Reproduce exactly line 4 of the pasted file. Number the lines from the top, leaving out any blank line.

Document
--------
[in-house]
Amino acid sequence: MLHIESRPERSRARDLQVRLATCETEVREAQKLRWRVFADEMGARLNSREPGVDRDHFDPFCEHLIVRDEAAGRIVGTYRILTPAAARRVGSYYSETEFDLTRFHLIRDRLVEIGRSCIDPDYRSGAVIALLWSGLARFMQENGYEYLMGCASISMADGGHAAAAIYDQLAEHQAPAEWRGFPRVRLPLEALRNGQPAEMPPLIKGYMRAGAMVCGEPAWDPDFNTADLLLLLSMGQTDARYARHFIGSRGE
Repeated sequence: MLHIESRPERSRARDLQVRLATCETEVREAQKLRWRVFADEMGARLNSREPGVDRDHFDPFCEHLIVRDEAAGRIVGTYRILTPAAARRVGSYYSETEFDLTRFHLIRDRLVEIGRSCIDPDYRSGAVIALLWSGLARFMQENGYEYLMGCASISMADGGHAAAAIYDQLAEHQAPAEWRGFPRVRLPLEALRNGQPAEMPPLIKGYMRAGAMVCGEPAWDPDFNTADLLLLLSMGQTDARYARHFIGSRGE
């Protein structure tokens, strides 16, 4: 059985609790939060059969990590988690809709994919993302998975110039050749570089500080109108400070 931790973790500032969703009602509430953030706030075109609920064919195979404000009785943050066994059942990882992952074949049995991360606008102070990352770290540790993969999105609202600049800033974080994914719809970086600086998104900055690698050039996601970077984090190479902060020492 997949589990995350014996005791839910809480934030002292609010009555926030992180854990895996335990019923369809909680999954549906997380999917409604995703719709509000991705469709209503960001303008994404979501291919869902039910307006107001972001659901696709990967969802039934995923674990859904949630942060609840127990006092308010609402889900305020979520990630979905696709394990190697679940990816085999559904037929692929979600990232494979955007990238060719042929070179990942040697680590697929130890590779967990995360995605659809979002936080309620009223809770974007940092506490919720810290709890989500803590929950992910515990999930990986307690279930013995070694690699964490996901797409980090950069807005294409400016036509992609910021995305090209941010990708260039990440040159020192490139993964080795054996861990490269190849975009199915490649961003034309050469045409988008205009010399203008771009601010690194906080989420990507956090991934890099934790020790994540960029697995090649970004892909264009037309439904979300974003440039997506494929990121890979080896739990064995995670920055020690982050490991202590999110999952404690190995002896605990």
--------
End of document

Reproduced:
């Protein structure tokens, strides 16, 4: 059985609790939060059969990590988690809709994919993302998975110039050749570089500080109108400070 931790973790500032969703009602509430953030706030075109609920064919195979404000009785943050066994059942990882992952074949049995991360606008102070990352770290540790993969999105609202600049800033974080994914719809970086600086998104900055690698050039996601970077984090190479902060020492 997949589990995350014996005791839910809480934030002292609010009555926030992180854990895996335990019923369809909680999954549906997380999917409604995703719709509000991705469709209503960001303008994404979501291919869902039910307006107001972001659901696709990967969802039934995923674990859904949630942060609840127990006092308010609402889900305020979520990630979905696709394990190697679940990816085999559904037929692929979600990232494979955007990238060719042929070179990942040697680590697929130890590779967990995360995605659809979002936080309620009223809770974007940092506490919720810290709890989500803590929950992910515990999930990986307690279930013995070694690699964490996901797409980090950069807005294409400016036509992609910021995305090209941010990708260039990440040159020192490139993964080795054996861990490269190849975009199915490649961003034309050469045409988008205009010399203008771009601010690194906080989420990507956090991934890099934790020790994540960029697995090649970004892909264009037309439904979300974003440039997506494929990121890979080896739990064995995670920055020690982050490991202590999110999952404690190995002896605990």